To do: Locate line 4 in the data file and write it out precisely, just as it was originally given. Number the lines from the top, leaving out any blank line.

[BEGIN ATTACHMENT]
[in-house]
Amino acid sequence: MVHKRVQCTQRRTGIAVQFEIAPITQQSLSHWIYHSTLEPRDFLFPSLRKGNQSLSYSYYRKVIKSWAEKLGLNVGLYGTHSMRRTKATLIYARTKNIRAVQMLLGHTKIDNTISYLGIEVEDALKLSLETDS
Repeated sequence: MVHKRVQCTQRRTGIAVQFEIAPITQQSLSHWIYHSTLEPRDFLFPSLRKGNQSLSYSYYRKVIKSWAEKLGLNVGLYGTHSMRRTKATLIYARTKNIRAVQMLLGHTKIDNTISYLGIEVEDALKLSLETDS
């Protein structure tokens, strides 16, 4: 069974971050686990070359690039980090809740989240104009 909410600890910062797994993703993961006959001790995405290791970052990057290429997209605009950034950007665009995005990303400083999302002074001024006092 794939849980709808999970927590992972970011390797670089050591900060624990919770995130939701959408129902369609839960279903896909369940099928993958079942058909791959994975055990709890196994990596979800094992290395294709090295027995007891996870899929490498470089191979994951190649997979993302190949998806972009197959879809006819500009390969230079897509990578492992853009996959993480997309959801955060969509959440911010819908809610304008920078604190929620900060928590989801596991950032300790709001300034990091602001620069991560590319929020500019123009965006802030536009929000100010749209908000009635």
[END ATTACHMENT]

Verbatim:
């Protein structure tokens, strides 16, 4: 069974971050686990070359690039980090809740989240104009 909410600890910062797994993703993961006959001790995405290791970052990057290429997209605009950034950007665009995005990303400083999302002074001024006092 794939849980709808999970927590992972970011390797670089050591900060624990919770995130939701959408129902369609839960279903896909369940099928993958079942058909791959994975055990709890196994990596979800094992290395294709090295027995007891996870899929490498470089191979994951190649997979993302190949998806972009197959879809006819500009390969230079897509990578492992853009996959993480997309959801955060969509959440911010819908809610304008920078604190929620900060928590989801596991950032300790709001300034990091602001620069991560590319929020500019123009965006802030536009929000100010749209908000009635």